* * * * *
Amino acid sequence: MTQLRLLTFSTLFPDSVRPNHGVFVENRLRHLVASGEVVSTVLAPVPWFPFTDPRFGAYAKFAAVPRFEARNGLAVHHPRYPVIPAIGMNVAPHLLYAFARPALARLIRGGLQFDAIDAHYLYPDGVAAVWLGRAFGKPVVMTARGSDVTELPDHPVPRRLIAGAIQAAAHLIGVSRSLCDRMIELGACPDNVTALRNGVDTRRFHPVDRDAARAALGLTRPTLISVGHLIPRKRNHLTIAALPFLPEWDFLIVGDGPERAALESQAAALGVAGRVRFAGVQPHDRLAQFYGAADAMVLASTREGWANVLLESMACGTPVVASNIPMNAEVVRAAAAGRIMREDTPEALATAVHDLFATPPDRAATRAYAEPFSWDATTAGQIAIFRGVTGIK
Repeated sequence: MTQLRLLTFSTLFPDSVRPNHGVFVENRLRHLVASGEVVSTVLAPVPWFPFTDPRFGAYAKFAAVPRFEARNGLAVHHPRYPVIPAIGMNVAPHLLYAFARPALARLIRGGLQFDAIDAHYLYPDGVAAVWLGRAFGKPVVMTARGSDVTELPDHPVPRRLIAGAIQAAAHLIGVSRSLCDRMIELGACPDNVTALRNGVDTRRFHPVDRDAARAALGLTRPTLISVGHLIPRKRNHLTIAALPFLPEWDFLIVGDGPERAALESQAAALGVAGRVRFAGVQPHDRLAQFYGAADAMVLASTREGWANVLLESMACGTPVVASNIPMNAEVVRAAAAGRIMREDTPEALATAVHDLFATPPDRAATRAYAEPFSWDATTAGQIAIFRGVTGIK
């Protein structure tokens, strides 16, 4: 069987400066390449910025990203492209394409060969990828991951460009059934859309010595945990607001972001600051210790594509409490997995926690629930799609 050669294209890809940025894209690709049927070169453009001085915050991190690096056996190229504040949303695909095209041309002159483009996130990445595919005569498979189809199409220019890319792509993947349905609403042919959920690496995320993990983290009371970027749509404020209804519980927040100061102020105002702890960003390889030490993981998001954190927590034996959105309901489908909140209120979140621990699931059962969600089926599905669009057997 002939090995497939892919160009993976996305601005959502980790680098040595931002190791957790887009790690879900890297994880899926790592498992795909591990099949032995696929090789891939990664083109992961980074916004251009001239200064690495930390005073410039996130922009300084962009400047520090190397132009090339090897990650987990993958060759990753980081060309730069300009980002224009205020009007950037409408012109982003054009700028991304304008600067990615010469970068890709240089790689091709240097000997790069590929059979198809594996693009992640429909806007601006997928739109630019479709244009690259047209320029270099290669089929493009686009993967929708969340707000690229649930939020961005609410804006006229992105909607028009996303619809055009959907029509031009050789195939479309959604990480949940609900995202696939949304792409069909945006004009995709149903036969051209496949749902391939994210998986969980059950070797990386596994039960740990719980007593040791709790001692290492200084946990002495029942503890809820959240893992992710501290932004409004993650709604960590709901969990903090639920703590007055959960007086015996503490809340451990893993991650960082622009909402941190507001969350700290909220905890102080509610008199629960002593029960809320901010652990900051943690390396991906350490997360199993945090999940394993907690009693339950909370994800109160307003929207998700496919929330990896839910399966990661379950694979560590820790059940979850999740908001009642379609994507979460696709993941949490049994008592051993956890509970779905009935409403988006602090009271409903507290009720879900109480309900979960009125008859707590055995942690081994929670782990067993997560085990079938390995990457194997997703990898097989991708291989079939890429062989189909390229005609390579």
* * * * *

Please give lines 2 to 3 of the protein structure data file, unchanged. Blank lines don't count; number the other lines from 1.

Repeated sequence: MTQLRLLTFSTLFPDSVRPNHGVFVENRLRHLVASGEVVSTVLAPVPWFPFTDPRFGAYAKFAAVPRFEARNGLAVHHPRYPVIPAIGMNVAPHLLYAFARPALARLIRGGLQFDAIDAHYLYPDGVAAVWLGRAFGKPVVMTARGSDVTELPDHPVPRRLIAGAIQAAAHLIGVSRSLCDRMIELGACPDNVTALRNGVDTRRFHPVDRDAARAALGLTRPTLISVGHLIPRKRNHLTIAALPFLPEWDFLIVGDGPERAALESQAAALGVAGRVRFAGVQPHDRLAQFYGAADAMVLASTREGWANVLLESMACGTPVVASNIPMNAEVVRAAAAGRIMREDTPEALATAVHDLFATPPDRAATRAYAEPFSWDATTAGQIAIFRGVTGIK
């Protein structure tokens, strides 16, 4: 069987400066390449910025990203492209394409060969990828991951460009059934859309010595945990607001972001600051210790594509409490997995926690629930799609 050669294209890809940025894209690709049927070169453009001085915050991190690096056996190229504040949303695909095209041309002159483009996130990445595919005569498979189809199409220019890319792509993947349905609403042919959920690496995320993990983290009371970027749509404020209804519980927040100061102020105002702890960003390889030490993981998001954190927590034996959105309901489908909140209120979140621990699931059962969600089926599905669009057997 002939090995497939892919160009993976996305601005959502980790680098040595931002190791957790887009790690879900890297994880899926790592498992795909591990099949032995696929090789891939990664083109992961980074916004251009001239200064690495930390005073410039996130922009300084962009400047520090190397132009090339090897990650987990993958060759990753980081060309730069300009980002224009205020009007950037409408012109982003054009700028991304304008600067990615010469970068890709240089790689091709240097000997790069590929059979198809594996693009992640429909806007601006997928739109630019479709244009690259047209320029270099290669089929493009686009993967929708969340707000690229649930939020961005609410804006006229992105909607028009996303619809055009959907029509031009050789195939479309959604990480949940609900995202696939949304792409069909945006004009995709149903036969051209496949749902391939994210998986969980059950070797990386596994039960740990719980007593040791709790001692290492200084946990002495029942503890809820959240893992992710501290932004409004993650709604960590709901969990903090639920703590007055959960007086015996503490809340451990893993991650960082622009909402941190507001969350700290909220905890102080509610008199629960002593029960809320901010652990900051943690390396991906350490997360199993945090999940394993907690009693339950909370994800109160307003929207998700496919929330990896839910399966990661379950694979560590820790059940979850999740908001009642379609994507979460696709993941949490049994008592051993956890509970779905009935409403988006602090009271409903507290009720879900109480309900979960009125008859707590055995942690081994929670782990067993997560085990079938390995990457194997997703990898097989991708291989079939890429062989189909390229005609390579």